Some DNS name queries are unsuccessful after you deploy a Windows-based DNS server
This article describes an issue where DNS queries to some domains may not be resolved successfully after you deploy a Windows-based DNS server.
Applies to: Windows Server 2012 R2
Original KB number: 832223
After you deploy a Windows-based DNS server, DNS queries to some domains may not be resolved successfully.
This issue occurs because of the Extension Mechanisms for DNS (EDNS0) functionality that is supported in Windows Server DNS.
EDNS0 allows larger User Datagram Protocol (UDP) packet sizes. However, some firewall programs may not allow UDP packets that are larger than 512 bytes. Therefore, these DNS packets may be blocked by the firewall.
To resolve this issue, update the firewall program to recognize and allow UDP packets that are larger than 512 bytes. For more information about how to do this, contact the manufacturer of your firewall program.
Microsoft provides third-party contact information to help you find technical support. This contact information may change without notice. Microsoft does not guarantee the accuracy of this third-party contact information.
To work around this issue, turn off the EDNS0 feature on Windows-based DNS servers. To do this, take the following action:
At a command prompt, type the following command, and then press Enter:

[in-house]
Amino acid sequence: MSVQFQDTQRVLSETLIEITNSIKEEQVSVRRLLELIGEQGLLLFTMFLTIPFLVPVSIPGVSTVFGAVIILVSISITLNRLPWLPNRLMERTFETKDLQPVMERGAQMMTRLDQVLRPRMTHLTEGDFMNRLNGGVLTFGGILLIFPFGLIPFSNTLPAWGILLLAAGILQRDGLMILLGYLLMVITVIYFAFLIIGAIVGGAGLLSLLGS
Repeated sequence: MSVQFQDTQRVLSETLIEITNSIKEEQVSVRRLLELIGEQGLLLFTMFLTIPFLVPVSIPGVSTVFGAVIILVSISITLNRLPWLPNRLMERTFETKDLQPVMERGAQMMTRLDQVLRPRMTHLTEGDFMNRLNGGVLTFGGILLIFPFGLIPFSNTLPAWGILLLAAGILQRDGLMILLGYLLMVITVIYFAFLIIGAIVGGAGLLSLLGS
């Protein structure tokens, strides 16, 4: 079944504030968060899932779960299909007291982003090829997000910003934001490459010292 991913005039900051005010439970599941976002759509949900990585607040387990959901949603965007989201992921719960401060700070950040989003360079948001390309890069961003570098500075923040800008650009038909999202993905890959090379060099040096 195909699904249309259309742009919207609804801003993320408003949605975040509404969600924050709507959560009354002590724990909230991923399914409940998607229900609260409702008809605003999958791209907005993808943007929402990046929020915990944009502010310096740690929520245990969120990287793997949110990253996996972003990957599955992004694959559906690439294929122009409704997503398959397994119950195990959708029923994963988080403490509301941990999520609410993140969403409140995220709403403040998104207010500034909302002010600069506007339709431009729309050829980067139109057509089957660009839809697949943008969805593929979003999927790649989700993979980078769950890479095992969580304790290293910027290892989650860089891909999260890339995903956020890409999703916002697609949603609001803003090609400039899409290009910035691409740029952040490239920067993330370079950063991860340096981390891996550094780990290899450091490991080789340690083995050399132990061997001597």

dnscmd /config /enableednsprobes 0
Type a 0 (zero) and not the letter "O" after "enableednsprobes" in this command.
The following information appears:
Registry property enableednsprobes successfully reset.
Command completed successfully.
Dnscmd.exe is installed on all Windows-based DNS servers except servers that are running Windows Server 2003 or Windows Server 2003 R2. You can install Dnscmd.exe from the Windows Server 2003 Support Tools. To download the Windows Server 2003 Support Tools, click the following Microsoft Download Center link: Setspn
Some firewalls contain features to check certain parameters of the DNS packet. These firewall features may make sure that the DNS response is smaller than 512 bytes. If you capture the network traffic for an unsuccessful DNS lookup, you may notice that DNS requests EDNS0. Frames that resemble the following don't receive a reply:
<Root>: type OPT, class unknown
Type: EDNS0 option
UDP payload size: 1280
In this scenario, the firewall may drop all EDNS0-extended UDP frames.